Cancelling the public holidays is an obvious move to try to stem the outpouring of Thais who live and work in Bangkok from returning to their family homes in the provinces over the traditional holidays. Bangkok’s estimated resident population ranges from the 8.2 million recognised in the 2010 national census (yes, we’re due another national census this year) to some 10.2mn by more recent estimates, but more tellingly is that the estimated daytime population ranges up to as high as 15mn people.
As many as some 6mn people on the move from a concentrated area where the COVID-19 coronavirus has been confirmed is a sincere health risk, especially when people may not even be aware that they are carrying the virus in their first 14 days of infection. More so is that the annual journey home over Songkran is for working Thais to visit their parents and grandparents, the very people most at risk from the virus.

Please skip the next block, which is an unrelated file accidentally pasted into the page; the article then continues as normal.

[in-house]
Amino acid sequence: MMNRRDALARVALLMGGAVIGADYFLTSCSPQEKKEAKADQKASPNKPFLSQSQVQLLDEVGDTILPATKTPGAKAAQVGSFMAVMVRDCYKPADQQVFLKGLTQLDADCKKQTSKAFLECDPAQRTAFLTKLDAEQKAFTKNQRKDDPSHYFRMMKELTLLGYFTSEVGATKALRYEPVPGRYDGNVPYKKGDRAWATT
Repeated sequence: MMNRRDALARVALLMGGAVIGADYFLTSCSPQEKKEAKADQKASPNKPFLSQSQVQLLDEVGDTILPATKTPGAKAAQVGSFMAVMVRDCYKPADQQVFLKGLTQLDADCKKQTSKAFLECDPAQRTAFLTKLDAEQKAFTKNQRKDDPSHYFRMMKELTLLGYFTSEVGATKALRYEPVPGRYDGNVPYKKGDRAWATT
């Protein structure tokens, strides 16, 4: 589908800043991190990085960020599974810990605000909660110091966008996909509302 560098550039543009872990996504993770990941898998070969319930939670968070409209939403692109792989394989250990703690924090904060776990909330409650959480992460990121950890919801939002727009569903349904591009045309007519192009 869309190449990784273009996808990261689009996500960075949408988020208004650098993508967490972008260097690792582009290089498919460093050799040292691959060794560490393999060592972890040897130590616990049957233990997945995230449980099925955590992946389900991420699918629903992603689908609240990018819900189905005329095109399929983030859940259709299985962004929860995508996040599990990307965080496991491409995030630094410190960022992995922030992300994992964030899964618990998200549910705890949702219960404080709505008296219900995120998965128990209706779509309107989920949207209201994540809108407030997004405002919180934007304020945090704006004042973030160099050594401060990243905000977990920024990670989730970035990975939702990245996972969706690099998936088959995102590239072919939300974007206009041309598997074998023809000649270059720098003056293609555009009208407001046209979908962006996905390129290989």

We all understand that all the coronavirus countermeasures that have been implemented by the government so far aim to flatten the virus infection curve, and thus try to avoid the healthcare system being overwhelmed and hopefully prevent any unnecessary deaths. No one wants to to be held responsible for unleashing a 21st century biological version of Logan’s Run for the elderly.
The measures also aim to mitigate the economic impact of the disease, yet just the policies implemented so far in the hope of preventing the disease from spreading seem to be doing that all by themselves.
It would be nice for Thai officials to at least publicly admit this is the aim. The goal cannot be the impossible protection from the disease. It is a highly contagious virus that spreads like wildfire. It will eventually reach throughout the country, just like everywhere else in the world. To wit, the race is on to create a vaccine for the virus. We only hope that by the time a vaccine arrives COVID-19 has not already evolved into COVID-20 or 21.
Meanwhile, without rolling out domestic travel bans the likes of which Communist states would be proud of, Songkran will go ahead. Many good Thais will do their best to heed the advice to beware spreading the disease, but people will travel, they will celebrate. Officials can call it what they want, but Songkran will survive.